White Women Still Don’t Know How to Address Intersectional Feminism10/12/2015
By Jaimee A. Swift Uh-oh. One of your white faves done effed up as white feminism strikes again.
By Jaimee A. Swift
Uh-oh. One of your white faves done effed up as white feminism strikes again.
Meryl Streep and three other white actresses have received more than a read from Black Twitter after photos in Time Out magazine emerged of Streep and her cast mates donning white t-shirts with the quote “I'd rather be a rebel than a slave.” The quote is from Emmeline Pankhurst (who Streep plays in the film), a British political activist and leader of the British suffragette movement who helped white women win the right to vote.
Moreover, it overlooks the historical implications of Europe’s pioneering involvement in the transatlantic slave trade and the presence women and men of African origins and other people who lived in Europe during that time.
And people wonder why some Black women don't want anything to do with feminism.
Much commentary has emerged since Streep and the other actresses caught the wrath of Black Twitter and other media outlets. According to a recent article in The Telegraph, the British women's rights movement has a complex relationship with race because the British suffragette movement supposedly differed quite greatly from the American women's movements due to the polarization of racism and racial segregation in the United States. The article also contends that “there is hardly any evidence about [B]lack women’s involvement with the British suffragettes, or how they would have been treated had they wished to join the movement.”
However, just because there is supposedly “barely any evidence of Black women in the British women’s movement” does not mean there should be a dismissal of the discussion of slavery, racism and imperialism in Europe – which occurred before, during and beyond the British suffragette movement.
According to the International Slavery Museum, it was as early as 1596 in which Queen Elizabeth was complaining about the number of “blackamoores” in Britain. As the slave trade expanded, captains and plantation owners brought back Africans to Northern Europe and sold them to work as domestic servants. By the mid-18th century, London had the largest Black population in Britain, made up of enslaved and free Africans.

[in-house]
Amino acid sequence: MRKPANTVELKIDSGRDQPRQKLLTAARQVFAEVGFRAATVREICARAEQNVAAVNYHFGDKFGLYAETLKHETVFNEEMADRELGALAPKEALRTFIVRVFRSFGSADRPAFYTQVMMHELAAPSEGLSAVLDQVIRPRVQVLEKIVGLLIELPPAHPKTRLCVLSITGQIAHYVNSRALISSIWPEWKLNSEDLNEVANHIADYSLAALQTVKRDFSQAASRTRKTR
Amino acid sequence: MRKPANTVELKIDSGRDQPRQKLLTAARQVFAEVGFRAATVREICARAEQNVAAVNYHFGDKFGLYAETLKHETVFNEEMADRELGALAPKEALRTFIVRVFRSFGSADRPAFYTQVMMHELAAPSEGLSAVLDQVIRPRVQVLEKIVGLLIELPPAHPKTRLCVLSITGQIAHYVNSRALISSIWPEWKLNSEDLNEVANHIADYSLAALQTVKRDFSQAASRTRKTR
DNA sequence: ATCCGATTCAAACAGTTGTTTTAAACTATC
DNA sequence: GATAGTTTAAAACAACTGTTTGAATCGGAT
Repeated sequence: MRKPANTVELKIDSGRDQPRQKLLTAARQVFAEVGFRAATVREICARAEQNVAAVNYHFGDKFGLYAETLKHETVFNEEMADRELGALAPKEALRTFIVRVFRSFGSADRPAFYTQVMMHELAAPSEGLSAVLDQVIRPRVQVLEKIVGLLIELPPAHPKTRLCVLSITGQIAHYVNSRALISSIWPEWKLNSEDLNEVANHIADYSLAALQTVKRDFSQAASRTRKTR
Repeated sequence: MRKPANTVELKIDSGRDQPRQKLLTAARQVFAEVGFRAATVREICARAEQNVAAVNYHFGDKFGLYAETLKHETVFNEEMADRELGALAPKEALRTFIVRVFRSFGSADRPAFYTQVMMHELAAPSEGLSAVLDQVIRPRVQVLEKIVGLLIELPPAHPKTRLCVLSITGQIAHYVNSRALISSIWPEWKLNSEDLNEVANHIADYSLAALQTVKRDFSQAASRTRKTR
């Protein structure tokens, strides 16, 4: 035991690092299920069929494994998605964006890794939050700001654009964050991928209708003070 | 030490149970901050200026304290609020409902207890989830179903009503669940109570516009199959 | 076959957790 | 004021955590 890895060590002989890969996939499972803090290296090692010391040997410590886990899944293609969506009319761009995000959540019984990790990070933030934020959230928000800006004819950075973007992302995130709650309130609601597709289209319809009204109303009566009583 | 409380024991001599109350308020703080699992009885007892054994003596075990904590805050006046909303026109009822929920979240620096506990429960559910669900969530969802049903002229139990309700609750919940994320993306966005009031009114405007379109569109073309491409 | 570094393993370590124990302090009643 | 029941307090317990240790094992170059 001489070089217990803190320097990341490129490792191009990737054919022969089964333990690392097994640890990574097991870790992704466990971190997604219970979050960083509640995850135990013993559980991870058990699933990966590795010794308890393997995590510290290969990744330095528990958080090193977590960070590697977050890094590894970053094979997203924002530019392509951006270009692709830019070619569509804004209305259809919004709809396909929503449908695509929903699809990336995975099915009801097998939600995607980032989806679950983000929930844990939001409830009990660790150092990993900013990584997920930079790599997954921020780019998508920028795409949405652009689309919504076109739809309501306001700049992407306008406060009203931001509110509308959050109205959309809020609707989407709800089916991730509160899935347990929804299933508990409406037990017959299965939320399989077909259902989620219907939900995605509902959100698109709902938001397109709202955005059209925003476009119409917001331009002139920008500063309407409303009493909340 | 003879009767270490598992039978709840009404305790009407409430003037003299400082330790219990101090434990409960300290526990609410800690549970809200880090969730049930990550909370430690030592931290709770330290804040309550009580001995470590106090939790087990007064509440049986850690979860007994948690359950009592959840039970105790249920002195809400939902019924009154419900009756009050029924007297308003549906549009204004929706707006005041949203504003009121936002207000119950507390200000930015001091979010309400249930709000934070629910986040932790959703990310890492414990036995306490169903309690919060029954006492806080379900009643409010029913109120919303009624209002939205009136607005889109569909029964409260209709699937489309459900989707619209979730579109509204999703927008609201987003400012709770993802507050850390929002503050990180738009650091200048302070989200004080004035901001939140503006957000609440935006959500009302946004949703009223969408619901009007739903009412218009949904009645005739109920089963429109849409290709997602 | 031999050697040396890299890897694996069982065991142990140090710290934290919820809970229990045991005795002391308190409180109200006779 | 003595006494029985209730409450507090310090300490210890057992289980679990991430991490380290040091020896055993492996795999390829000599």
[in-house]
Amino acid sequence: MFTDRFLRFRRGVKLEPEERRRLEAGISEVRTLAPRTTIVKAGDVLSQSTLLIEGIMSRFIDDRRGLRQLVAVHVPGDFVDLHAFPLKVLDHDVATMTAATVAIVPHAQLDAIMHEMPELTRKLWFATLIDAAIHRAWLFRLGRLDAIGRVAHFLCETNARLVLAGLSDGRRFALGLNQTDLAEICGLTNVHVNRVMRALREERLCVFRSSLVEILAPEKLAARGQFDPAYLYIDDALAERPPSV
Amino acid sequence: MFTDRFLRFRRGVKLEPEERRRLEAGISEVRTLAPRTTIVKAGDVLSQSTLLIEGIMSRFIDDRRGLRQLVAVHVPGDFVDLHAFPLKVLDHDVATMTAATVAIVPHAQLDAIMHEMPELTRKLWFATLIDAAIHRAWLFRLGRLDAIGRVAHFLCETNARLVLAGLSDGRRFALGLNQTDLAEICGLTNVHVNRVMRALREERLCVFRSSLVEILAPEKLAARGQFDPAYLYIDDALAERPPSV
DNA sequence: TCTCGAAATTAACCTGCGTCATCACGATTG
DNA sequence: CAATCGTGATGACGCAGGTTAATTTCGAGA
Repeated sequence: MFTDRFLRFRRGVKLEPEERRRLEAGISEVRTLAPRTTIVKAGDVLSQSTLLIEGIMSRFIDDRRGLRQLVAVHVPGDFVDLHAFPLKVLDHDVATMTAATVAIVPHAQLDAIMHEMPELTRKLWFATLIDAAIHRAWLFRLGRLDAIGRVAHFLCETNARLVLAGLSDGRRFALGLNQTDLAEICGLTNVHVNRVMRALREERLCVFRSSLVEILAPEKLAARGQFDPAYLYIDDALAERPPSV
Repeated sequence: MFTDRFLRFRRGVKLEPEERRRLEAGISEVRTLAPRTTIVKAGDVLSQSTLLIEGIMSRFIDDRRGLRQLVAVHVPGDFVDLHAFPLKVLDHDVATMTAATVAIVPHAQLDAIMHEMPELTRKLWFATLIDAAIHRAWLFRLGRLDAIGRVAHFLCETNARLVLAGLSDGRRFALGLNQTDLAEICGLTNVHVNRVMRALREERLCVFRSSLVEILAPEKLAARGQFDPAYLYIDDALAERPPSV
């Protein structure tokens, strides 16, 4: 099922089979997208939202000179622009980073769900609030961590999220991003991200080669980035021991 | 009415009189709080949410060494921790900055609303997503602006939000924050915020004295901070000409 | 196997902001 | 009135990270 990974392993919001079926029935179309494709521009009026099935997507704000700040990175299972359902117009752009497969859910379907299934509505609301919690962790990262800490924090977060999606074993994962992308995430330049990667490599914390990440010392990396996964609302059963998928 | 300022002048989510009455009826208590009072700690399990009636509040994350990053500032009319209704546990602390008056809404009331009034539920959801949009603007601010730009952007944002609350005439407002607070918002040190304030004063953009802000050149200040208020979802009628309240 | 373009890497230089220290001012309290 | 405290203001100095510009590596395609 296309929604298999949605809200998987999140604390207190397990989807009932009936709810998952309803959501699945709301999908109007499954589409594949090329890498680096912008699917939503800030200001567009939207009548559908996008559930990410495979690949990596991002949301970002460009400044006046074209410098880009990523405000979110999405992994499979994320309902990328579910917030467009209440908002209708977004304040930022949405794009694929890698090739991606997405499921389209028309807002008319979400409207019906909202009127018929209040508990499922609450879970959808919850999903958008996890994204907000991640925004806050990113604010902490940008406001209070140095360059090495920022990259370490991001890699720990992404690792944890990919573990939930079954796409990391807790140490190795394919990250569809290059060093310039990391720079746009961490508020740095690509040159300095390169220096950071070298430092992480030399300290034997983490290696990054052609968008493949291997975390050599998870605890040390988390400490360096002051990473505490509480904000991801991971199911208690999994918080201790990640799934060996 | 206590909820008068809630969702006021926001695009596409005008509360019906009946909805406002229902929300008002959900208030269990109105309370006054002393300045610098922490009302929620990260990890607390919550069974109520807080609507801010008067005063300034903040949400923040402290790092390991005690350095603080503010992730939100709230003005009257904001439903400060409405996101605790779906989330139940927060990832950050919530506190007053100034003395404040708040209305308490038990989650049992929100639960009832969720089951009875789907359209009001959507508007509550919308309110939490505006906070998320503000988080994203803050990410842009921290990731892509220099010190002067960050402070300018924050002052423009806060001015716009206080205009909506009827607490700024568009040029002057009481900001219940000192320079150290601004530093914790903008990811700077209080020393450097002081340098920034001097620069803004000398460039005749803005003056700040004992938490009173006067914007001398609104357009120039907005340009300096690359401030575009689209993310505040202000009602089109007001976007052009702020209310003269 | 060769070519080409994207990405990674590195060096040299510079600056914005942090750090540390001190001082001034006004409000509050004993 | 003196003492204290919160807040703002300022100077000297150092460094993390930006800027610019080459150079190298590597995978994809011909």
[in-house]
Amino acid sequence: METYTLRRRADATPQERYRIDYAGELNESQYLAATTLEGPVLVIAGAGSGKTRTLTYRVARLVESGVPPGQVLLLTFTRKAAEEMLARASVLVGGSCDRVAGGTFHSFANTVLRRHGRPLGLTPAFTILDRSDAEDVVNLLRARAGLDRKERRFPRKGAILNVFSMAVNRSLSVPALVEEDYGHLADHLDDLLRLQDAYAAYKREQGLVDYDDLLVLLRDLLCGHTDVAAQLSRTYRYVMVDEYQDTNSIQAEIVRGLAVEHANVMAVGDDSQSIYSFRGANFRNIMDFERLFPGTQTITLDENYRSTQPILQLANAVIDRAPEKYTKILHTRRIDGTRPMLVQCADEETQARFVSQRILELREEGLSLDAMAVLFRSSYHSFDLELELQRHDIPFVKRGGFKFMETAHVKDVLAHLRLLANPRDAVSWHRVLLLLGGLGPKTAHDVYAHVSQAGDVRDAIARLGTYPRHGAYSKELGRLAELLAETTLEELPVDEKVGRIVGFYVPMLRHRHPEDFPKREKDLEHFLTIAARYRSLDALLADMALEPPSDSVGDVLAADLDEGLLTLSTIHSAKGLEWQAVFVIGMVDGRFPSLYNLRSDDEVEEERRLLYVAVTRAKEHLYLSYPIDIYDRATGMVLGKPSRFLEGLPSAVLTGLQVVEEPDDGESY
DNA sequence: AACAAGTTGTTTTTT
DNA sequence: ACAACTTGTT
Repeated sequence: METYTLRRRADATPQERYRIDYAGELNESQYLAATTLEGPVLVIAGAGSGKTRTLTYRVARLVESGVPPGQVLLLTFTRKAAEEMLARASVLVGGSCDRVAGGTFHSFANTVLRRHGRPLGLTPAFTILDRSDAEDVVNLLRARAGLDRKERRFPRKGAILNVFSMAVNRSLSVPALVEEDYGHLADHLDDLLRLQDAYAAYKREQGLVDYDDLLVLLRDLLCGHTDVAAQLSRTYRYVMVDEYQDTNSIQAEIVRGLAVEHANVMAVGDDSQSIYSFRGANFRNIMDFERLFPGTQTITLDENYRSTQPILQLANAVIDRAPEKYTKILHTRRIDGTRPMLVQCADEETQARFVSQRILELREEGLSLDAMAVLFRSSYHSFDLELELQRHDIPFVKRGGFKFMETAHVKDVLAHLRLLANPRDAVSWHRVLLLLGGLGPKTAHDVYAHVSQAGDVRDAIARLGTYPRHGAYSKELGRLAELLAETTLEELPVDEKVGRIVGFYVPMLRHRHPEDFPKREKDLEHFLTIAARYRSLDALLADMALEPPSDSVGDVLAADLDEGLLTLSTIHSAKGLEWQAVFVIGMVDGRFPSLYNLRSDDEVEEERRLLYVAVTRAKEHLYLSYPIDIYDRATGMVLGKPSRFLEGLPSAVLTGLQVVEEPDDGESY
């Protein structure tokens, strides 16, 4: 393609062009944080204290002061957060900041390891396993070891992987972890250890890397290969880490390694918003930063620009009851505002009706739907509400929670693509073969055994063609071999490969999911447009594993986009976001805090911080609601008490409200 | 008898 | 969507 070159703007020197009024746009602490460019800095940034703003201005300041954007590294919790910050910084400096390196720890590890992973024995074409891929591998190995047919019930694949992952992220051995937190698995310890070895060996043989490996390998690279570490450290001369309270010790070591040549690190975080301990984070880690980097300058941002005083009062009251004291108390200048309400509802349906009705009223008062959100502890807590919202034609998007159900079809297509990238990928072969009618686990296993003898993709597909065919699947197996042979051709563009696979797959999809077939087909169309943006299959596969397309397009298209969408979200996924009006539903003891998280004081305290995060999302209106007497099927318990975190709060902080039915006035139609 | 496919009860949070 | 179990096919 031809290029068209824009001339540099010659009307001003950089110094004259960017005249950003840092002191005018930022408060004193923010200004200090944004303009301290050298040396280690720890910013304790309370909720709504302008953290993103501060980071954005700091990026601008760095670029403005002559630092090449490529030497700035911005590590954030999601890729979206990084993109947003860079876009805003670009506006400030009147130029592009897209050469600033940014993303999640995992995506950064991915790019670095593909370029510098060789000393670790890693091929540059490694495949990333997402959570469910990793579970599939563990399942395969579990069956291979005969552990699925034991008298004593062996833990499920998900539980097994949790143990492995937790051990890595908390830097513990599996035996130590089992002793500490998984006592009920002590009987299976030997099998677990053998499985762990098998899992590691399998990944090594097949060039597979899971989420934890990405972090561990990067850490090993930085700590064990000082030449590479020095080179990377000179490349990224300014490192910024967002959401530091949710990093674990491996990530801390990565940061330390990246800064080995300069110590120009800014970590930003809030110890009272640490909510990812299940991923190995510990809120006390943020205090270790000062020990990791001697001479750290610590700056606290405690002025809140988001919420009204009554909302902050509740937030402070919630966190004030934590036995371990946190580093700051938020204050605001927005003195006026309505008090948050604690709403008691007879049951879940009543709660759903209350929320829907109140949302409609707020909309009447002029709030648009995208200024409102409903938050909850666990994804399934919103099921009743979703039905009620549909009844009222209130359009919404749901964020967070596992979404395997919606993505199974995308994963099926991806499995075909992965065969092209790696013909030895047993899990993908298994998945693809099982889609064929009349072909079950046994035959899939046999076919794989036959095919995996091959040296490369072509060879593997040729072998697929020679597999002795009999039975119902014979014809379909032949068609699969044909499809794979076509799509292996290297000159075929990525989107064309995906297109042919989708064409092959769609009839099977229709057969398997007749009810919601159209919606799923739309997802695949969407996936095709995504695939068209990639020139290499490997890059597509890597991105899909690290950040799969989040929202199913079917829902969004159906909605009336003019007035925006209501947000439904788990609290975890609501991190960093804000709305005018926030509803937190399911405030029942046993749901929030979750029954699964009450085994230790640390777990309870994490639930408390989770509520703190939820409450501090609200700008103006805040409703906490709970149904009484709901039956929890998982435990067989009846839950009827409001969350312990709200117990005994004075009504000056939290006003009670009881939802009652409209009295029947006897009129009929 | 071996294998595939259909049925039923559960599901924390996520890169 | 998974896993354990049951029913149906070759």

And the quote is to be permissible because some people want to believe that slavery was only bad in the United States? Or did they have amnesia and forget that the British were a – if not the – pivotal force behind slavery and the pervasive propaganda of racism? Historical tip to the producers and actresses of the Suffragette film: not all Africans went to the United States and the Caribbean. They were right there in Europe, too. Remember, Black people are erry’where. That is why we call it the African Diaspora, boo boo.
“The original quote was intended to rouse women to stand up against oppression – it is a rallying cry, and absolutely not intended to criticize those who have no choice but to submit to oppression, or to reference the Confederacy, as some people who saw the quote and photo out of context have surmised.”Unfortunately, Time Out is truly mistaken that the quote does not reference the Confederacy. The U.S. Confederacy is more than just a group of people – it represents an ideology, an ideology which was pioneered by the founding fathers and mothers of the slave trade, who are Europeans and who took this horrific mindset and spread it across the world like a disease. Racism is a global epidemic, so therefore the Confederacy is an international brotherhood and sisterhood, which the British suffragettes, too, took part of. The quote cannot rouse Black women to stand up against oppression for it represents the very ideology of the people who instituted that said oppression on people of color. I’ll let that marinate.
Note to Streep, her castmates, the producers of Suffragette, Time Out and white women in general: Stop whitewashing history in order to create a white feminine utopia for freedom and equality in which Black women and other women of color are excluded. It is imperative that the power of Black women in the Diaspora, their voices, tribulations, and triumphs are included because in order to uplift all women, you have to include Black women’s concerns, too.
But all in all, I believe that some white women of are too afraid to be inclusive or intersectional because it will reveal who the real “rebels” are.
But they ain’t ready for that though.
Photo: Brigette Lacombe
Jaimee A. Swift is a graduate of Howard University and Temple University with a Master of Arts in Political Science and a Bachelor of Arts in Communications, respectively. A writer and truth-seeker at heart, Swift is contributing writer at For Harriet. You can follow her on Twitter @jaimeeswift.